Dr. Einhorn said that he was interested in working on chemosensitive diseases such as leukemia, small cell lung cancer, and testicular cancer rather than those that were not. “I had the good fortune of joining a university that had a world-renowned urologic oncologic surgeon on staff, Dr. John Donohue. Because of his reputation, large numbers of patients came to Indiana from across the country for surgical management of testicular cancer,” said Dr. Einhorn, adding, “So the patients that were not surgically cured became candidates for chemotherapy. Anyone can have an idea, but if you don’t have the patients to study the idea, it simply becomes an academic exercise.”
Practice-changing Research in Testicular Cancer
With a steady influx of testicular cancer patients, Dr. Einhorn took his ideas and turned them into practice-changing therapies. In 1974, he began initial studies in chemotherapy in testicular cancer with cisplatin, which was an experimental drug at the time. “Those preliminary studies truly show the value of doing trials with novel and untested agents. In order to move the clinical benefits forward, you can’t settle for the status quo,” said Dr. Einhorn.
In his first phase II trial, Dr. Einhorn and colleagues added cisplatin to vinblastine plus bleomycin, both of which were on the market. “The results were quite amazing. In fact, I think it was one of the first times when a regimen became a standard of care based on a single phase II study,” said Dr. Einhorn.
Over the next few decades, Dr. Einhorn led a series of clinical trials that showed we could significantly reduce the toxicity of cisplatin and its duration. “It was a time of fruitful experimentation during which we sought to cure patients who were not cured during their first round of therapy. We also learned how to use antiemetic medications. And most of these advances were largely the result of the initial breakthrough with cisplatin,” said Dr. Einhorn.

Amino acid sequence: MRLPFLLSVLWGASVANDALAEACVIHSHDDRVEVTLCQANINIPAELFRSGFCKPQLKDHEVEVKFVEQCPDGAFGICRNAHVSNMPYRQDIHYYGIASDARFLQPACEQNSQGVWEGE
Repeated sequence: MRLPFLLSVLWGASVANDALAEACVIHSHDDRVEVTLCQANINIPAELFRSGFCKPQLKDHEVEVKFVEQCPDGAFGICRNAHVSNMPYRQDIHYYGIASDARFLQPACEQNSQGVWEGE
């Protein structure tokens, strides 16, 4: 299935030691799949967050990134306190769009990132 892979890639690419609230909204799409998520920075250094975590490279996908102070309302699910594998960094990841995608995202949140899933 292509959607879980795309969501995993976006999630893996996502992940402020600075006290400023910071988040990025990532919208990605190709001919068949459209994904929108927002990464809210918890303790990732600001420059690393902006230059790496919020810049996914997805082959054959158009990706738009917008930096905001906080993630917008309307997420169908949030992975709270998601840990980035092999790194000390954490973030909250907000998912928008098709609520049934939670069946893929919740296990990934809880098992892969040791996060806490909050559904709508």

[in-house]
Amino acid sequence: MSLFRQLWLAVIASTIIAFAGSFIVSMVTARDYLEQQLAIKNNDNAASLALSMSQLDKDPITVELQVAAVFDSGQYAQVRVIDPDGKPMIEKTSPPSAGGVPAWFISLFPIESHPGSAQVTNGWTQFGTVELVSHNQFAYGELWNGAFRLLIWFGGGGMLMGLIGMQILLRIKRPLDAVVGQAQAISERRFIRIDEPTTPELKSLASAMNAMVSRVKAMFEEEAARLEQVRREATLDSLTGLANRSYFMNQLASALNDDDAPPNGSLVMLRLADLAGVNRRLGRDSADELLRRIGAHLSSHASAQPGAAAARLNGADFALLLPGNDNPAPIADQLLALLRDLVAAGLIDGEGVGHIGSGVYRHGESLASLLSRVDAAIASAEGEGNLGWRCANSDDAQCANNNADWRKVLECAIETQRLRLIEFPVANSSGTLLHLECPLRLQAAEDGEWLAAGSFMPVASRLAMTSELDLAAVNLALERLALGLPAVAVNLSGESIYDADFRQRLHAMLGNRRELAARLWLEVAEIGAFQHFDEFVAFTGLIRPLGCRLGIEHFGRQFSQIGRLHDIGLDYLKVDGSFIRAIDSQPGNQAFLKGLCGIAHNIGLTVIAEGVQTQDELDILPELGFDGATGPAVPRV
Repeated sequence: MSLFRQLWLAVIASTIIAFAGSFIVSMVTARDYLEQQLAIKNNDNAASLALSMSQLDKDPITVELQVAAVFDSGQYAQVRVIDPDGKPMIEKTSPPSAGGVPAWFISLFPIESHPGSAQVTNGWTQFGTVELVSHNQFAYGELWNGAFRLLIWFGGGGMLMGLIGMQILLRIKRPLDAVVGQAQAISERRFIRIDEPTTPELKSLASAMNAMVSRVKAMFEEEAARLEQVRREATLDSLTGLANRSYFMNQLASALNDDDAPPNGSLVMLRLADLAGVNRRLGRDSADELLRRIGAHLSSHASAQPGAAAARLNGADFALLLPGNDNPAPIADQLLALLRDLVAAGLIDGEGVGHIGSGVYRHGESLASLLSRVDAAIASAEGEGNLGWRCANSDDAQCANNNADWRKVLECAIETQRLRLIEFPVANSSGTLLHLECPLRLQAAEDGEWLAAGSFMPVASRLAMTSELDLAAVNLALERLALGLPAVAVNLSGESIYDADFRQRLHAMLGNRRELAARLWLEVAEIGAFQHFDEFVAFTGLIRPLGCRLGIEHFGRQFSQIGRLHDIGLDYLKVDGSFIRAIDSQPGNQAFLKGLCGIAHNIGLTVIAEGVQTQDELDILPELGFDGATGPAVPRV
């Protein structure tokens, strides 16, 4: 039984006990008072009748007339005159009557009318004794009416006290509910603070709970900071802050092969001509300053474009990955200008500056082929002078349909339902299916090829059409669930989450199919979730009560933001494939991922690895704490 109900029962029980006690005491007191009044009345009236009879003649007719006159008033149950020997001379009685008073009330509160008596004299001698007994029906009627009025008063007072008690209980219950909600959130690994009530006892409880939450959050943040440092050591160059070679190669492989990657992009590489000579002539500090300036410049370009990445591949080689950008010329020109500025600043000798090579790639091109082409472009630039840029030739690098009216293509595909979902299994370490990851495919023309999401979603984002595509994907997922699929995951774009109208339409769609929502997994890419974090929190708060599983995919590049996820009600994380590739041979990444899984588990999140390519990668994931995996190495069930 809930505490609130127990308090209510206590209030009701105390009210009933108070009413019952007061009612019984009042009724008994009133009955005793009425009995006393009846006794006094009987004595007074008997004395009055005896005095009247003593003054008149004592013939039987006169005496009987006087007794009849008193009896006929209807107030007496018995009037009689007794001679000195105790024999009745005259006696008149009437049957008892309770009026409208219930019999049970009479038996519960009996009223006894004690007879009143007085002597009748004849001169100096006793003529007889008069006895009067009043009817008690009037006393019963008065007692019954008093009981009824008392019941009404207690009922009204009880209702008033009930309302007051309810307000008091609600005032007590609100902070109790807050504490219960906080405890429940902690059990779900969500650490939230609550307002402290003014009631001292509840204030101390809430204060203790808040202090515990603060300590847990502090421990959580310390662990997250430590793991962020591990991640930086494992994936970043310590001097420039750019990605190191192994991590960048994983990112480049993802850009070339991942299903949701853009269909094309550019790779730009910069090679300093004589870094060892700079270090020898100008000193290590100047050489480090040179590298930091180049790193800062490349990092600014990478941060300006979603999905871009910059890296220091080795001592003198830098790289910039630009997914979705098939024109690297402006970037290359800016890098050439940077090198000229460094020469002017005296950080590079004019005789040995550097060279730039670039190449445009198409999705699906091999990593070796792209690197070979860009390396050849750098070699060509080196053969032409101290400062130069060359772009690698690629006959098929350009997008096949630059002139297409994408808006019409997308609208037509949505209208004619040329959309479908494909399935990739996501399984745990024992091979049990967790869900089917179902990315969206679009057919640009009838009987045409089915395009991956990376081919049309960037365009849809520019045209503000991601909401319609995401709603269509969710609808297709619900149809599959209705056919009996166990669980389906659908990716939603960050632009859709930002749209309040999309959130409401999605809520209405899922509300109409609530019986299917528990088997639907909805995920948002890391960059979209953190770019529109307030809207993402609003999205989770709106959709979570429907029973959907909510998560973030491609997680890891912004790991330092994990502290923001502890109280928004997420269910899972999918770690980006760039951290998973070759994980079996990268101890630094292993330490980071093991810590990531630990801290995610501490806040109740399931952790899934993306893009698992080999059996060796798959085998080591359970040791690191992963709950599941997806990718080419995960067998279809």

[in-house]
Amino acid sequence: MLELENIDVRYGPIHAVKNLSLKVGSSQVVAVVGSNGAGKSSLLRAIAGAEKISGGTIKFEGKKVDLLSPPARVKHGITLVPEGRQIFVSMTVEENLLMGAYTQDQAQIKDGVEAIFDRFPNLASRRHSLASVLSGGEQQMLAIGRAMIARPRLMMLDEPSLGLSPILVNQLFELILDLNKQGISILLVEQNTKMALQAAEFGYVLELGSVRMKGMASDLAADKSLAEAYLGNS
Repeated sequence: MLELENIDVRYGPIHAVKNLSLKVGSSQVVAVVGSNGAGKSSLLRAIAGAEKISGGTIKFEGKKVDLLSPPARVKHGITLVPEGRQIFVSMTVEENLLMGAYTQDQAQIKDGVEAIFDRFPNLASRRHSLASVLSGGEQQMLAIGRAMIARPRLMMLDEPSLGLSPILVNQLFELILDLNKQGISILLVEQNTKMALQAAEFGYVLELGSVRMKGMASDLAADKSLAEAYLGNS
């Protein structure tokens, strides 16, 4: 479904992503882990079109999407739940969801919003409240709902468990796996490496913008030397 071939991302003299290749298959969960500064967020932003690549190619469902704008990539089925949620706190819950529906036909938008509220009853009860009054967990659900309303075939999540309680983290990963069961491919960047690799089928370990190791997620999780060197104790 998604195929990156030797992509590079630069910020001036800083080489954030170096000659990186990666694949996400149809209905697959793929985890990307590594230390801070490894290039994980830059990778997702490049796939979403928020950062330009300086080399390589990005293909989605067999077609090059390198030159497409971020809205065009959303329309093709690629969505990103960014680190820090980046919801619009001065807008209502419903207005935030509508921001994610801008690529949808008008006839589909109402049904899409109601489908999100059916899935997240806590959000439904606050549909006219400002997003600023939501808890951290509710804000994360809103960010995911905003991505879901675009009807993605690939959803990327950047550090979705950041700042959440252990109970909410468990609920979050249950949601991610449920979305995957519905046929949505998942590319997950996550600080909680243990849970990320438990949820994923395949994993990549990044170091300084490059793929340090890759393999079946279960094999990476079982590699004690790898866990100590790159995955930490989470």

A Typical Week
After more than 4 decades of groundbreaking research and clinical work at Indiana University, Dr. Einhorn shows no sign of slowing down. “On Mondays at 8 AM, we have a bone marrow transplant service for testes cancer patients receiving high-dose chemotherapy. It’s a rare disease, but we have 10 patients who failed prior regimens and came to our institution for treatment. That takes a good part of the morning, and then I see scattered off-scheduled patients until the afternoon, when I do rounds with a Fellow,” said Dr. Einhorn.
Monday doesn’t end after rounds; Dr. Einhorn presides over a teaching conference until early evening. Tuesdays are filled with caring for patients with testicular cancer. “Wednesdays are very different. It’s my all-day lung cancer clinic. I tell my wife that on Mondays and Tuesdays after caring for testicular patients, I leave the clinic energized. But after a day with lung cancer patients, because of the grimness of the disease, Wednesdays are very heart-heavy,” commented Dr. Einhorn.
What’s the rest of the week like? More full days of clinics, research, and teaching.
Asked why a doctor of his stature has remained at one university for an entire career, Dr. Einhorn responded, “Well, as you can imagine, I’ve had many offers for exciting positions over the years. But for my family and me, this is just the right place to be; we love the city and the lifestyle it provides. Also, I’m fortunate to be part of an academic environment that has allowed me the freedom and backing to pursue my work.”
What does Dr. Einhorn do for relaxation? “I play a pretty good game of tennis, and I like the arts. Naturally, I have to travel to meetings and give lectures. But I always like coming back to Indianapolis. Family and work are my greatest pleasures.”
“It’s a curious thing in life. Often, the secret to success is to find things that you’re good at and keep doing them. I’m lucky that I found those things. I never had the desire to become a director of a cancer center. I don’t enjoy things that come with a title—I want to care for patients and conduct research and teach bright young doctors,” said Dr. Einhorn. ■